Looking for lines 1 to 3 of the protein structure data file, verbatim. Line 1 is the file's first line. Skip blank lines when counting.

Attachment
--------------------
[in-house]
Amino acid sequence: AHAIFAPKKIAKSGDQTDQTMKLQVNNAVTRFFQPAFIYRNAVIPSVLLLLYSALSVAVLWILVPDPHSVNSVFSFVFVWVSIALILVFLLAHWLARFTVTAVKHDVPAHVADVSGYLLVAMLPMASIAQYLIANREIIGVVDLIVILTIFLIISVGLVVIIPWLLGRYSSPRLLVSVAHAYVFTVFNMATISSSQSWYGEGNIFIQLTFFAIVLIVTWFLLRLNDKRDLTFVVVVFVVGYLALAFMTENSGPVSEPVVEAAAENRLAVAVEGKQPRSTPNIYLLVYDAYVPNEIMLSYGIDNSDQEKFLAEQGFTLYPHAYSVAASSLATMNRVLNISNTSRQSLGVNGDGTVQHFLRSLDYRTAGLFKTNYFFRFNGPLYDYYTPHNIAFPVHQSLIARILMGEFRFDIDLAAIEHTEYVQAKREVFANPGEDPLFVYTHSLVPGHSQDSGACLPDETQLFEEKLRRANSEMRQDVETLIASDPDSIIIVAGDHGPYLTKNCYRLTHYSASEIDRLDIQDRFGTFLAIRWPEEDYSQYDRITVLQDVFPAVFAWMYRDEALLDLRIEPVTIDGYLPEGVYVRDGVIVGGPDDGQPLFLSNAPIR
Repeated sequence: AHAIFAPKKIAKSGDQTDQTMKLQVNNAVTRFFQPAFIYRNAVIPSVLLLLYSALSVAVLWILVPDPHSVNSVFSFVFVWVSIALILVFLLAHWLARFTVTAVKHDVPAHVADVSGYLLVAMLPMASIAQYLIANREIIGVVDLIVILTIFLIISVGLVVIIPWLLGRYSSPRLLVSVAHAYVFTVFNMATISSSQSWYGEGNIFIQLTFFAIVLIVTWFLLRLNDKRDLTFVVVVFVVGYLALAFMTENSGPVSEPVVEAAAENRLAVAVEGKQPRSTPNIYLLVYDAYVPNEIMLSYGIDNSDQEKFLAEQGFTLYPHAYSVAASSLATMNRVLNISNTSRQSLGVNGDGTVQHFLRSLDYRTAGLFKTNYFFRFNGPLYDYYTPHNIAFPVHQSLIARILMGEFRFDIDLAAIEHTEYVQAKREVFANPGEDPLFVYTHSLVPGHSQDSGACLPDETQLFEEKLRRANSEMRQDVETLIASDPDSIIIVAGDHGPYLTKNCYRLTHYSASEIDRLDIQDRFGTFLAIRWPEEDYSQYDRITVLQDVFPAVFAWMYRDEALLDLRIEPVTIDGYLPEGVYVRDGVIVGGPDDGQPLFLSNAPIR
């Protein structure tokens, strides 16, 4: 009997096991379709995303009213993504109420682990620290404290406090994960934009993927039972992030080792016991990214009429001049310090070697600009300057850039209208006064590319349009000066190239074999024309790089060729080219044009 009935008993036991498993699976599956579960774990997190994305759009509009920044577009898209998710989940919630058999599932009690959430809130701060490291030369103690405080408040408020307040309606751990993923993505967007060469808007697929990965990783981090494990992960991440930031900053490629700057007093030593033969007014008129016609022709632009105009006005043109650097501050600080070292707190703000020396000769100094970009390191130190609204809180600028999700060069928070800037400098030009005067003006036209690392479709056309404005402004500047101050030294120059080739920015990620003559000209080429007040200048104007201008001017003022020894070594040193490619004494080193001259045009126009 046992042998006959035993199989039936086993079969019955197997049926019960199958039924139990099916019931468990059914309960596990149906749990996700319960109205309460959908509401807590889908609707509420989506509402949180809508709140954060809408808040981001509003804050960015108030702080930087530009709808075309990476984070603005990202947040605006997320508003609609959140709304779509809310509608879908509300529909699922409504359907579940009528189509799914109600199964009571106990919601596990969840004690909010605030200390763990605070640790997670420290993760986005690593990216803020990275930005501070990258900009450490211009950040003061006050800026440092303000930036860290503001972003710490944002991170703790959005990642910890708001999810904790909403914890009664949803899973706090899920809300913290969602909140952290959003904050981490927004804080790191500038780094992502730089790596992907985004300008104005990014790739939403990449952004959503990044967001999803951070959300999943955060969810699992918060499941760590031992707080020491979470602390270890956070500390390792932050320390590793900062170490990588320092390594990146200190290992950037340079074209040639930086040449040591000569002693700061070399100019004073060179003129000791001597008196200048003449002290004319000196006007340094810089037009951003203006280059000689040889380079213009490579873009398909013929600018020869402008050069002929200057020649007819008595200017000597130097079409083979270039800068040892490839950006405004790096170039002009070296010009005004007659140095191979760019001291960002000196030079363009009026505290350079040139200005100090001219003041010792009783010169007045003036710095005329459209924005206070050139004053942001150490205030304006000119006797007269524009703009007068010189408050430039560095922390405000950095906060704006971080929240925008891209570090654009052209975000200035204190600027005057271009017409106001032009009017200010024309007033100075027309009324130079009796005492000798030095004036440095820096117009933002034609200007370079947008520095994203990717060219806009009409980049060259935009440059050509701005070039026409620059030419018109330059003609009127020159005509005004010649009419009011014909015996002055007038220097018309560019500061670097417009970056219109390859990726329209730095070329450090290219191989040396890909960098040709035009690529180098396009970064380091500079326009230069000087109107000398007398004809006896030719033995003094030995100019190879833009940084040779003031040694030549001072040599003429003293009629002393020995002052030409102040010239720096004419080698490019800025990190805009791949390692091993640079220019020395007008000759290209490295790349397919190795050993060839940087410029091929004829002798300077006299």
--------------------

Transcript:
[in-house]
Amino acid sequence: AHAIFAPKKIAKSGDQTDQTMKLQVNNAVTRFFQPAFIYRNAVIPSVLLLLYSALSVAVLWILVPDPHSVNSVFSFVFVWVSIALILVFLLAHWLARFTVTAVKHDVPAHVADVSGYLLVAMLPMASIAQYLIANREIIGVVDLIVILTIFLIISVGLVVIIPWLLGRYSSPRLLVSVAHAYVFTVFNMATISSSQSWYGEGNIFIQLTFFAIVLIVTWFLLRLNDKRDLTFVVVVFVVGYLALAFMTENSGPVSEPVVEAAAENRLAVAVEGKQPRSTPNIYLLVYDAYVPNEIMLSYGIDNSDQEKFLAEQGFTLYPHAYSVAASSLATMNRVLNISNTSRQSLGVNGDGTVQHFLRSLDYRTAGLFKTNYFFRFNGPLYDYYTPHNIAFPVHQSLIARILMGEFRFDIDLAAIEHTEYVQAKREVFANPGEDPLFVYTHSLVPGHSQDSGACLPDETQLFEEKLRRANSEMRQDVETLIASDPDSIIIVAGDHGPYLTKNCYRLTHYSASEIDRLDIQDRFGTFLAIRWPEEDYSQYDRITVLQDVFPAVFAWMYRDEALLDLRIEPVTIDGYLPEGVYVRDGVIVGGPDDGQPLFLSNAPIR
Repeated sequence: AHAIFAPKKIAKSGDQTDQTMKLQVNNAVTRFFQPAFIYRNAVIPSVLLLLYSALSVAVLWILVPDPHSVNSVFSFVFVWVSIALILVFLLAHWLARFTVTAVKHDVPAHVADVSGYLLVAMLPMASIAQYLIANREIIGVVDLIVILTIFLIISVGLVVIIPWLLGRYSSPRLLVSVAHAYVFTVFNMATISSSQSWYGEGNIFIQLTFFAIVLIVTWFLLRLNDKRDLTFVVVVFVVGYLALAFMTENSGPVSEPVVEAAAENRLAVAVEGKQPRSTPNIYLLVYDAYVPNEIMLSYGIDNSDQEKFLAEQGFTLYPHAYSVAASSLATMNRVLNISNTSRQSLGVNGDGTVQHFLRSLDYRTAGLFKTNYFFRFNGPLYDYYTPHNIAFPVHQSLIARILMGEFRFDIDLAAIEHTEYVQAKREVFANPGEDPLFVYTHSLVPGHSQDSGACLPDETQLFEEKLRRANSEMRQDVETLIASDPDSIIIVAGDHGPYLTKNCYRLTHYSASEIDRLDIQDRFGTFLAIRWPEEDYSQYDRITVLQDVFPAVFAWMYRDEALLDLRIEPVTIDGYLPEGVYVRDGVIVGGPDDGQPLFLSNAPIR